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Diverse selection of ancient beads from antiquity to the Medieval period, including Egyptian faience melon beads, Celtic glass beads and beautiful Roman glass and some rare amber beads.
Beads are one of the earliest forms of decoration known to man. Simple beads were made of materials that were available: pierced teeth, bone, shell or stones. Beads are often worn as amulets for good luck or as protection from evil forces.
About 3500 years ago ancient beadmakers in Egypt and Mesopotamia experimented with glazing steatite and making faience. They succeeded in creating glass with three simple components: sand quartz, soda ash and limestone. Various colours could be produced by adding minerals as iron, copper, manganese, cobalt or gold.
In Celtic mythology the 'Evil Eye' was a popular design and beads with this design have been discovered in many Celtic sites across Europe.
The belief in the 'Evil Eye' dates back about 5.000 years and is present in many ancient cultures around the Mediterranean area. Evil eye beads were popularised with the Phoenicians, Persians, Greeks, Romans and Ottomans.
The Romans learned the glass-making craft after the conquest of Egypt in the 1st century BC. During the 1st century AD the glassblowing technique revolutionized the production and made it possible to produce larger quantities. By adding manganese dioxide Roman glassmakers successfully produced colourless or ‘aqua’ glass for the first time.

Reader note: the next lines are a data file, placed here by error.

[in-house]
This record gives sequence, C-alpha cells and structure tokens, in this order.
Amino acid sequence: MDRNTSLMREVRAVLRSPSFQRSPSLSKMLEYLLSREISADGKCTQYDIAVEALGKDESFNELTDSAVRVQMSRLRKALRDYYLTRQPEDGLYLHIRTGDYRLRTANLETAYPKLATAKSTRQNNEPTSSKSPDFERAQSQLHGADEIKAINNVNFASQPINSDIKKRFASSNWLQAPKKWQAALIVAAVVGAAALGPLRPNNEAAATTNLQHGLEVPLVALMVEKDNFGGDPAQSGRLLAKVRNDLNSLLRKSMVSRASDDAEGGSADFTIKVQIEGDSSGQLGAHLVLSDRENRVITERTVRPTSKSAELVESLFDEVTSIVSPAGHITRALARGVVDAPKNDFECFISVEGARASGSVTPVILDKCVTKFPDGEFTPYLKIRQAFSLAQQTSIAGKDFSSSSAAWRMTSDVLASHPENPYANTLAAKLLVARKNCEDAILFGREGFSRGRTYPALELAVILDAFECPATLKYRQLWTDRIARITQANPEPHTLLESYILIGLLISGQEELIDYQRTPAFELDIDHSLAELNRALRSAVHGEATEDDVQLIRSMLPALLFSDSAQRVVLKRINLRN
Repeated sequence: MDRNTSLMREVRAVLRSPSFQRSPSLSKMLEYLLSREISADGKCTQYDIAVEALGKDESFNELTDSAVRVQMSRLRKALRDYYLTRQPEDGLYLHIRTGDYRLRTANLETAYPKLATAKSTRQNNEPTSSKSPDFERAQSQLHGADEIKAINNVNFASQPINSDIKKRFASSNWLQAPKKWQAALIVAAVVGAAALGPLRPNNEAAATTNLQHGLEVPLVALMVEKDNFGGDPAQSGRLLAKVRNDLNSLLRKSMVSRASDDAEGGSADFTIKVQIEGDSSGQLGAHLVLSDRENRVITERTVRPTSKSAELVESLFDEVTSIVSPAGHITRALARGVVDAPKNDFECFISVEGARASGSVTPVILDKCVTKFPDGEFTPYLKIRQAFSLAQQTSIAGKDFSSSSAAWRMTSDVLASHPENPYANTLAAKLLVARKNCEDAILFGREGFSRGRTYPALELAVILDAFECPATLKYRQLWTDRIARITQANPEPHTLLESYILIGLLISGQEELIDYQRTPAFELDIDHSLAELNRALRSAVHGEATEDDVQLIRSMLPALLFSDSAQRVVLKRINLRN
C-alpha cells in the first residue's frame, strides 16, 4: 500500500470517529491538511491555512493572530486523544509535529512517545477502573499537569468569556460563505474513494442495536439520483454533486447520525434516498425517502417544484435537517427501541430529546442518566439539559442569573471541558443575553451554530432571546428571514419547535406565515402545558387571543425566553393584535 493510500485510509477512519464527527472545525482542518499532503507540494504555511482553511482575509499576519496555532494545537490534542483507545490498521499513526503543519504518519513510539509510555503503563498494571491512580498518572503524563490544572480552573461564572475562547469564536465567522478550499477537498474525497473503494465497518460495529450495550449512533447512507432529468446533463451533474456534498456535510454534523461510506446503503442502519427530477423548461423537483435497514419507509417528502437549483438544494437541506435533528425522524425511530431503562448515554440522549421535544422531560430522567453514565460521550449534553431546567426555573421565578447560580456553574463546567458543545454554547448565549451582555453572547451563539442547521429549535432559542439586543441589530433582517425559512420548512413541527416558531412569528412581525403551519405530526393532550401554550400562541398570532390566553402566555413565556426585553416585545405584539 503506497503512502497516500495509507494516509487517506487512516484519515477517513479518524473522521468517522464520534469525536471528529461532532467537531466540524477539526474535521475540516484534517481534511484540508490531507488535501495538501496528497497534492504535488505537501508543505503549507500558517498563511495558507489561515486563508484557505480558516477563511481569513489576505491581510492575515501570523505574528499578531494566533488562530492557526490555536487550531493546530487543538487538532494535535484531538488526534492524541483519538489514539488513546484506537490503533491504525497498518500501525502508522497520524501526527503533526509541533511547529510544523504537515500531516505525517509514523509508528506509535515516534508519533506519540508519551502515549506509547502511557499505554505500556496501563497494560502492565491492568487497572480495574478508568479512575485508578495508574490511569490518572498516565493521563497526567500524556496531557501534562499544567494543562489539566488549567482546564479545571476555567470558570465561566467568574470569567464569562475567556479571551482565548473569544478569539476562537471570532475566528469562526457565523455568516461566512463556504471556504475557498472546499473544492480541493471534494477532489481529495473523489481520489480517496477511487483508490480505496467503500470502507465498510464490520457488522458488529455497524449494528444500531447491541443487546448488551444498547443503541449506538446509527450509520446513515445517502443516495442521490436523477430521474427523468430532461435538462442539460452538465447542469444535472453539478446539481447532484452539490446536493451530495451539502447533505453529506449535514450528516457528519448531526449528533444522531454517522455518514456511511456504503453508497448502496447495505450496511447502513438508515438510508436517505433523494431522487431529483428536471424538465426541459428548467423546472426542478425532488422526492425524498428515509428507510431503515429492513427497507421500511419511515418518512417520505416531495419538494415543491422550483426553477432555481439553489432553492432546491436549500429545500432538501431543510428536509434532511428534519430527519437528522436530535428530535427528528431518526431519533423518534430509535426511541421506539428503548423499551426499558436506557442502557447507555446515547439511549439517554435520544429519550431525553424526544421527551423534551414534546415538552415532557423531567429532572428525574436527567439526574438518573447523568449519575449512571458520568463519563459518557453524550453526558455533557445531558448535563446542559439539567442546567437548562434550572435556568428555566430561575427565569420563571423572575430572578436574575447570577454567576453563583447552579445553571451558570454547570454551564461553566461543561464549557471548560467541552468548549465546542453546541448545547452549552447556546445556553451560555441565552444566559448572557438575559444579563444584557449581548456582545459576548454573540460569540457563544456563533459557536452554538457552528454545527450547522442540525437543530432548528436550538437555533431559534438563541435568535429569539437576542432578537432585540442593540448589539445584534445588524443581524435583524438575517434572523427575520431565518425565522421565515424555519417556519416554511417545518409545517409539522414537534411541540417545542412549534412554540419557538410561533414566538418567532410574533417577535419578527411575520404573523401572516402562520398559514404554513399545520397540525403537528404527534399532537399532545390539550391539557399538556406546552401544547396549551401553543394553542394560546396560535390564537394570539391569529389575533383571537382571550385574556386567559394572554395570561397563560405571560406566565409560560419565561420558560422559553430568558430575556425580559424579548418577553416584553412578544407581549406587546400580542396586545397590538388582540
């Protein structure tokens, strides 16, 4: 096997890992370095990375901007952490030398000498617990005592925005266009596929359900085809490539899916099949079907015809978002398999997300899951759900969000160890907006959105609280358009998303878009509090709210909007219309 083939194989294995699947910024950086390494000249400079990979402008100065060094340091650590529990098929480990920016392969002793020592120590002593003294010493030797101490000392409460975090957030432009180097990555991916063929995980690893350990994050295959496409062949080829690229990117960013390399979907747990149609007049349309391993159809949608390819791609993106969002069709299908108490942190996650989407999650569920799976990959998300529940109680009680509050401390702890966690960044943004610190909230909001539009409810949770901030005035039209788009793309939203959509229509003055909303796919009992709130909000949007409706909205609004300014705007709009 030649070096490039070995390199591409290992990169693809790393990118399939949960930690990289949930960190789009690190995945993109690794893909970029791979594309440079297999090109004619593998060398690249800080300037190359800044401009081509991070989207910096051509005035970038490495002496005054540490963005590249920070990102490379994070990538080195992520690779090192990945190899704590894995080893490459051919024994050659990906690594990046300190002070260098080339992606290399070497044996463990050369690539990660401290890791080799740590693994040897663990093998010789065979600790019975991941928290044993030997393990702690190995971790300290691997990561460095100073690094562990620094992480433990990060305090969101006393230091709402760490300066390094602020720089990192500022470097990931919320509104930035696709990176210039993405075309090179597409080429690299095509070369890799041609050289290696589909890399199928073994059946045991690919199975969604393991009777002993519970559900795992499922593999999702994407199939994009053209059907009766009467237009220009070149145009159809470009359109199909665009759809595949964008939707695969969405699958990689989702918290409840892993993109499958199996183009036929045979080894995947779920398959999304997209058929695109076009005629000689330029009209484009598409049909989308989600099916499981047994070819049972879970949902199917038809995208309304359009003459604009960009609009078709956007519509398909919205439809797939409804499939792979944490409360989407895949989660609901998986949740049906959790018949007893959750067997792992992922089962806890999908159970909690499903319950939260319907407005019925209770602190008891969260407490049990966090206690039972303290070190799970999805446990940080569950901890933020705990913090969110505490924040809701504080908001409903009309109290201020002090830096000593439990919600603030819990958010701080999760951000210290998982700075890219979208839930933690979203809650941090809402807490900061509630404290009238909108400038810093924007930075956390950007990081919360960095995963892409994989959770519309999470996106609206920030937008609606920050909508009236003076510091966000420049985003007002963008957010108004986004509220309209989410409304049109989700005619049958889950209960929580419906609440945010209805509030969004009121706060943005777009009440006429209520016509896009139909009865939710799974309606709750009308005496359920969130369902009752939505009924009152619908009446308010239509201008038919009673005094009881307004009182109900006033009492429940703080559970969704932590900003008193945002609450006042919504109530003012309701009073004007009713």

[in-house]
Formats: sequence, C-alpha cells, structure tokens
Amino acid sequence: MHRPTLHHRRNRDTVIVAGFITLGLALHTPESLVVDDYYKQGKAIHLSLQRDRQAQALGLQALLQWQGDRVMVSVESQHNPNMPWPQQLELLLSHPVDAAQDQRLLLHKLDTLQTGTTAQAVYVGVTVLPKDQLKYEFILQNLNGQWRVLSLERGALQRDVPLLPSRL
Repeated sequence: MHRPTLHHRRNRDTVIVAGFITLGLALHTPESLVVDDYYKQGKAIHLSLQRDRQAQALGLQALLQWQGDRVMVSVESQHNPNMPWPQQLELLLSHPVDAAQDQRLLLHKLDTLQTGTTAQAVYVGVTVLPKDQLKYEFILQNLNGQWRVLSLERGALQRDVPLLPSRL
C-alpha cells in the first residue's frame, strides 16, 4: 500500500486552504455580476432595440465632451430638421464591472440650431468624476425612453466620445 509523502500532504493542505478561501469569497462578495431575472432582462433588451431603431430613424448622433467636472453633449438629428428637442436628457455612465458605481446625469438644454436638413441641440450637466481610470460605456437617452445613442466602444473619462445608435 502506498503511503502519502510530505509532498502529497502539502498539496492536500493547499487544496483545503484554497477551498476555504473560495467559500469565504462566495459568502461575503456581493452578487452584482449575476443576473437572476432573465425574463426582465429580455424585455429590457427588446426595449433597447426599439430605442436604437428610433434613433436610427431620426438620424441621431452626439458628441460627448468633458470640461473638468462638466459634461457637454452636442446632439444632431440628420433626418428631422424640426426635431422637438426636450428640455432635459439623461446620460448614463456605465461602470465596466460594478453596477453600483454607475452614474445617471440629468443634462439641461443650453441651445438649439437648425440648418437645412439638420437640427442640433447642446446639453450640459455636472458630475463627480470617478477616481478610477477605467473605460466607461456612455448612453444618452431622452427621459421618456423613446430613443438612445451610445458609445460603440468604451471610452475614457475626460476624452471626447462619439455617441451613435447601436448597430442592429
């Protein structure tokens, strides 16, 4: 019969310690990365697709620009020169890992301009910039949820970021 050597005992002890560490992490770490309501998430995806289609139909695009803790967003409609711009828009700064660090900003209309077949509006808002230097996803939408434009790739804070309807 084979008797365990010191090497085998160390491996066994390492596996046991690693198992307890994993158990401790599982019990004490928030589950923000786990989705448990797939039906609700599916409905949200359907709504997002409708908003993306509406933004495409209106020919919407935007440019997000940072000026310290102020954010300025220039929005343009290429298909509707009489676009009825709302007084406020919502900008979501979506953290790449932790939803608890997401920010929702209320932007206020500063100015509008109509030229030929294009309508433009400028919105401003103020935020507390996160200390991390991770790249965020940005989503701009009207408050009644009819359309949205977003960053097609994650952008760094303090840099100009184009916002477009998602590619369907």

Roman glass became a very popular material, used for beads, glass windows, mosaic tiles, tableware pieces etc. Roman glass was traded all over the Roman Empire and far beyond to Central Africa, Scandinavia and via the Silk Route to China.
For the Romans amber was a very expensive and highly appreciated commodity. The Amber Road transported the 'gold of the north' for thousands of years from the North Sea and the Baltic Sea to the Mediterranean area.
Amber beads or amulets were very popular and attributed with healing and protective properties. Some Romans carried amber beads and rubbed them in their hands for strength or to calm the nerves.